The Trump administration is expected to announce a new proposed definition of “waters of the United States” (WOTUS) which would reverse the expansions adopted under the Obama administration’s controversial WOTUS rule, significantly narrowing the number of waterways and wetlands that fall within the jurisdictional scope of the Clean Water Act (CWA).
The CWA prohibits the discharge of any pollutants, including dredged or fill material, into “navigable waters,” meaning the waters of the United States or WOTUS. The interpretation of which waters constitutes WOTUS, and whether the term includes waterbodies such as seasonal tributaries which flow only as a result of rainfall or melting snowpack, ephemeral streams, or isolated wetlands not physically connected to larger rivers and streams, has been the subject of contentious debate, including Supreme Court challenges, and multiple Circuit Court and District Court challenges across the country.
In 2015, the Obama Administration’s Environmental Protection Agency (EPA) promulgated an expansive new definition of WOTUS, Final Rule, 90 Fed. Reg. 37,054 (June 29, 2015) (2015 Rule), which is currently the subject of extensive ongoing litigation. The 2015 Rule significantly increased the number of waters afforded CWA protection, providing coverage if a particular waterway or wetland had a “significant nexus” to traditionally jurisdictional waters, in line with Justice Kennedy’s opinion regarding the waters covered by the CWA in Rapanos v. United States, 547 U.S. 715 (2006). The 2015 Rule would have enveloped nearly 60 percent of the nation’s waterbodies.
The Trump administration argues that the 2015 Rule extends the CWA’s reach beyond Congressional intent, and has pursued several avenues to roll back the Obama-era rule. It has adopted a two-step approach to amending the definition, first repealing the definition adopted under the Obama administration (Step 1), and then revising the definition to reflect the principles outlined by Justice Scalia in the Rapanos plurality opinion (Step 2). On June 15, 2018 and June 29, 2018, the EPA and United States Army Corps of Engineers (Corps) issued notices of proposed rulemaking to repeal the 2015 Rule and its definition of WOTUS. A pre-proposal docket for public comment on the appropriate scope of the revised proposal was opened on August 28, 2017, and closed on November 28, 2017. A revised proposal reportedly has been under review by the White House Office of Information and Regulatory Affairs under mandatory pre-publication review. The Trump administration’s EPA and Corps also finalized a rule on February 6, 2018, delaying the effectiveness of the 2015 Rule until February 6, 2020, which was recently set aside by a South Carolina court allowing the 2015 Rule to become effective in roughly half the states.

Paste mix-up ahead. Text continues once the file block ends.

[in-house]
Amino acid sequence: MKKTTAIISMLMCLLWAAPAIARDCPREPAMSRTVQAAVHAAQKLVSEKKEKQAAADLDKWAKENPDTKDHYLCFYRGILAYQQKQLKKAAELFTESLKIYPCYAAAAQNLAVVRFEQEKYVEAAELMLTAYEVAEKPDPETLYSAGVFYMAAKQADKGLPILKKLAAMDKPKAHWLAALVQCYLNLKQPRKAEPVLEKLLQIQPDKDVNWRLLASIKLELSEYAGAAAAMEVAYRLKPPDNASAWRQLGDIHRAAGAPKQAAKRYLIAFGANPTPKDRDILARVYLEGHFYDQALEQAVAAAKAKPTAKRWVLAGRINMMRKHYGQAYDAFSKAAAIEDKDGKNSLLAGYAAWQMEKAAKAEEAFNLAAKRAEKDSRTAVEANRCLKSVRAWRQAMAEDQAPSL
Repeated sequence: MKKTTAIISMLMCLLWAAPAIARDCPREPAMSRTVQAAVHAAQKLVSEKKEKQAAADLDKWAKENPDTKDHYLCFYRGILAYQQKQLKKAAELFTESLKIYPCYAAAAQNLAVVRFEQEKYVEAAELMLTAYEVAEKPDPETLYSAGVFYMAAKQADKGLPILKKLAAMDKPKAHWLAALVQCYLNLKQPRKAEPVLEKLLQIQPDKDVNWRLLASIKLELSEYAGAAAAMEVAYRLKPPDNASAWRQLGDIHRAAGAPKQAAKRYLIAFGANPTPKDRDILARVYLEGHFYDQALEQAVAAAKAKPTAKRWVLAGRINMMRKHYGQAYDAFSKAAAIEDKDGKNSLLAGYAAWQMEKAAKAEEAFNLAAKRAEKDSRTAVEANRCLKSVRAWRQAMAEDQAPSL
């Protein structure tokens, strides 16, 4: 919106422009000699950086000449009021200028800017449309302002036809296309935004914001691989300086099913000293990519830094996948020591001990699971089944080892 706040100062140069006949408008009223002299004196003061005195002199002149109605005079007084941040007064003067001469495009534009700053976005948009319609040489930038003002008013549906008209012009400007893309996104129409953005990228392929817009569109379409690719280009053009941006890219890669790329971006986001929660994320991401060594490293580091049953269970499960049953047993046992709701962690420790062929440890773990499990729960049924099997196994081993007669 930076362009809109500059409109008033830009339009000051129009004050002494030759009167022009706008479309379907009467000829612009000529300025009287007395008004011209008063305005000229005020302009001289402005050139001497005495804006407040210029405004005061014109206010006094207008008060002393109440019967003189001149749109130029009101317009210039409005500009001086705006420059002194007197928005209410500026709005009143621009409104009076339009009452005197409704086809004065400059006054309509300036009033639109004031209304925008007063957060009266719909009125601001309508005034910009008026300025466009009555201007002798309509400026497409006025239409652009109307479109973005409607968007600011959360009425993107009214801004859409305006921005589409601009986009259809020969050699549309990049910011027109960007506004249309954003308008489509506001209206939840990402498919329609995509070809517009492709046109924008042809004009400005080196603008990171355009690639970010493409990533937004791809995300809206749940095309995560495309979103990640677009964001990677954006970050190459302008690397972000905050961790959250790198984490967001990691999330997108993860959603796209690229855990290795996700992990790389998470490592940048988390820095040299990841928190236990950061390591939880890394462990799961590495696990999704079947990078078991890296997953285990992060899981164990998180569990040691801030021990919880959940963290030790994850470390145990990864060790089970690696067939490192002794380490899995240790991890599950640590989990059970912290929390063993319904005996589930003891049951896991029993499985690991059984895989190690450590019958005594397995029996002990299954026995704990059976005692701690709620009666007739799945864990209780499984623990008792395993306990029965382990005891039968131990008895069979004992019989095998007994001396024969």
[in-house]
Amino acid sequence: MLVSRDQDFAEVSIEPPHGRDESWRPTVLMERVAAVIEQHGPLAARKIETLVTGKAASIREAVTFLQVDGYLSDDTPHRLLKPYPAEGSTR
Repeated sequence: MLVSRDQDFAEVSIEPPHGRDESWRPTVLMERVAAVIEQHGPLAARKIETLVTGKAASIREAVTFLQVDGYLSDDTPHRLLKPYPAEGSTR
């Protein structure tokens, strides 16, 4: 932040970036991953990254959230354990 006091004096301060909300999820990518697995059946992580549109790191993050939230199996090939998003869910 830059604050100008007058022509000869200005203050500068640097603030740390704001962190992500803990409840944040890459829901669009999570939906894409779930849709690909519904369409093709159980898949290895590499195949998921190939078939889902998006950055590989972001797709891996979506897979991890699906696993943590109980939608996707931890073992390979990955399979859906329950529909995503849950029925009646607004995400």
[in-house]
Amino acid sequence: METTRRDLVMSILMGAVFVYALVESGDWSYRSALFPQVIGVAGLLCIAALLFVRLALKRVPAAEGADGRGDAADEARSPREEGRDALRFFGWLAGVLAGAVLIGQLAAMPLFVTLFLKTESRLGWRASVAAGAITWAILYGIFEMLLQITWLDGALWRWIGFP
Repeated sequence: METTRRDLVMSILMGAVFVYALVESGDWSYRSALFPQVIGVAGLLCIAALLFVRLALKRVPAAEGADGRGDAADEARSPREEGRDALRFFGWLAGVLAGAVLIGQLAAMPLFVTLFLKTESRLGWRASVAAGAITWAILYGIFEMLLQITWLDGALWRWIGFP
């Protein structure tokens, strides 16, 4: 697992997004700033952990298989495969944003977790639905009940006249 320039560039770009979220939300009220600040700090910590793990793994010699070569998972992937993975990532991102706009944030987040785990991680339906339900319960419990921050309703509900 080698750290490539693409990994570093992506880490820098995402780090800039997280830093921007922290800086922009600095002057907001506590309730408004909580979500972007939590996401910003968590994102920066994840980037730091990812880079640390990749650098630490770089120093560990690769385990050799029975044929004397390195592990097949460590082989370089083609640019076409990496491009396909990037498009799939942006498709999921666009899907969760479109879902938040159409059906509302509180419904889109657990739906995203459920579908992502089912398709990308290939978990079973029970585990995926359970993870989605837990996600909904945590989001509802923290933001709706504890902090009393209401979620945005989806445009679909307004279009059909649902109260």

Recent public remarks from EPA’s deputy water chief, Lee Forsgren, indicate that a Trump-era rule may be released in mid-December 2018. Talking points suggest that, as expected, the new rule would apply the late Supreme Court Justice Antonin Scalia’s concurrence test articulated in Rapanos, extending the CWA only to waters and wetlands with a “continuous surface connection” to nearby rivers and streams that are “physically and meaningfully connected.” The scope of the term “physically and meaningfully connected” may be another point that the Trump-era rule seeks to define. Although the particulars of the proposal are not yet available, it is likely that the new rule would not cover all ephemeral streams and it is expected that the upcoming rule would exclude many of the waterbodies that were incorporated by the expanded definition in the 2015 Rule.